According to the IEA’s World Energy Investment report, investment in electricity finally surpassed investment in oil and gas in 2016, for the first time in recorded history. As spending on new fossil fuel projects fell twenty-six percent in 2016, continuing a trend of declining investment that began with the collapse of prices in 2014, investment in electricity networks, energy efficiency and renewable energy output rose.
The trend comes as the energy sector “prepared for the electrification of everything,” according to one Bloomberg report, “from cars to buildings and industrial processes.”
The expansion of the global electricity grid sucked up $718 billion, rising by six percent. Investment in energy efficiency, itself a large source of new electricity, was up by 9 percent. While investment was down overall in renewable energy, this was due largely to falling costs, as capacity additions grew by fifty percent and total output from capacity rose by thirty-five percent.
Total investment in renewables reached $297 billion, down three-percent, and was the largest single part of overall electricity investment. Spending on clean energy was forty-three percent of the total, as carbon emissions stagnated for the third year in a row.
Investment in coal-fired plants was down overall, chiefly as a result of growing concerns about local air pollution in China (by far the largest destination for new energy investment, accounting for one-fifth of the global total), though investment in coal was up in India. While global investment in coal has not ended, it has reached a “pause” according to one observer.
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Chinese investment focused on low-carbon electricity generation and expanding existing networks. Investment in coal-fired power plants fell by one-quarter. Investment in the US energy system was up by sixteen-percent, driven in large part by a surge in renewables. Wind and solar are on track to become the cheapest source of new electricity, according to new research from Morgan Stanley. The firm observed an “inflection point” reached in 2016, with costs falling by fifty-percent thanks to better turbine designs, improved materials and the collapsing cost of PV solar panels thanks to global over-supply.
Overall, investment in electricity accounted, including low-carbon components, accounted for forty-two percent of total investment, which reached $1.7 trillion. Oil and gas continued its slump, falling to $708 billion, though the sector has seen a resurgence this year, driven largely by new investment in US shale. Overall, investment in energy was down by twelve-percent in 2016, due to falling costs and low oil prices.
The fall-off in investment has the IEA and other analysts worried about future drops in supply. As demand continues and less new output comes on line, prices could leap back up and markets could become tight.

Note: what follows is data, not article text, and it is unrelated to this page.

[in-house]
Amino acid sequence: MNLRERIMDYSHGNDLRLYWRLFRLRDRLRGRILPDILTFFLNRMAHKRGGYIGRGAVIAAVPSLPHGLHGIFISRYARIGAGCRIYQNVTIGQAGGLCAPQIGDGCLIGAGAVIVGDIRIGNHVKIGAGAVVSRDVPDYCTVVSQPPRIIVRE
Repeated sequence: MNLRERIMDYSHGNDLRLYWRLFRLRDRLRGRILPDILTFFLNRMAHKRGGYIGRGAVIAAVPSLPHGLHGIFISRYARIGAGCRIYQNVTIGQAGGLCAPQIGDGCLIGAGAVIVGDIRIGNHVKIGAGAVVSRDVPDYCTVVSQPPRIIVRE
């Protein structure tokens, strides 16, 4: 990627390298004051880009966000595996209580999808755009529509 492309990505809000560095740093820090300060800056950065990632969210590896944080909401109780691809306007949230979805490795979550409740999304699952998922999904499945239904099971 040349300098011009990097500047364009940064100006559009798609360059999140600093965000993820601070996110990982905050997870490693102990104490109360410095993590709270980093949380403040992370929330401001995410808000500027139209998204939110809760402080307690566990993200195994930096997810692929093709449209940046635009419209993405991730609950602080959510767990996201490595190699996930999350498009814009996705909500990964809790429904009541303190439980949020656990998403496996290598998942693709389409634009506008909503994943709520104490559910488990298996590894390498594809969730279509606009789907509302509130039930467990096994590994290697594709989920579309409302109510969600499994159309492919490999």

However, it’s also possible that the IEA report indicates a continuing shift in the energy sector away from conventional fossil fuels and towards electricity investment and renewable energy. Investment in electric vehicles (EVs) charging stations increased by $6 billion, while total sales of EVs were up thirty-eight percent, topping out at 750,000 vehicles. While this is still a tiny fraction of the global automobile market (88.1 million cars and light commercial vehicles were sold in 2016, a record-breaking year, according to Business Insider), it represents a dramatic increase from 2012, when EV sales were practically non-existent. Falling battery costs could make EVs comparable to conventional vehicles by 2025, and global EV sales could increase to 3 million by 2021.
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The changes in transportation is just one piece of the story. While the US enjoys a boom in investment in shale, China and India, which together dwarf the United States and represent the two fastest-growing energy environments, are embarking upon new strategies to meet future demand.
While India is investing in coal, it’s also moving forward on renewable energy, with Indian Prime Minister Nahendra Modi proposing a $1 trillion international solar alliance for the developing world. In a country feeling the acute effects of changing climate, solar power offers a cheap, decentralized option for meeting energy demand. The fact that it requires no water is also attractive, as water shortages bite into an economy which, on a local level, is still dominated by agriculture.
India plans on adding 160 gigawatts of renewable energy in the next four years, and it’s government has predicted renewable sources will provide fifty-seven percent of total electricity by 2027. By contrast, the US now has just over 100 GWs of wind and solar, built up over several decades, and renewables provide just over ten percent. The world’s largest coal company, Coal India, will close thirty-seven of its coal mines by March 2018; even as the country plans new coal-firing power plants, the falling costs and rising benefits of renewable energy is rendering coal uncompetitive.
For China, clean energy accomplishes two goals at once: cutting down air pollution, an endemic and increasingly dangerous political problem for the country’s government, and advancing China’s claim to global leadership. The country has touted its advances on renewable energy, as its proponents point to falling emissions levels and rising innovation and investment.
While attention will likely fix on what the IEA report says about investment in oil and gas, the report offers further evidence of the on-going shift taking place in global energy, particularly in the developing world.
By Gregory Brew for Oilprice.com
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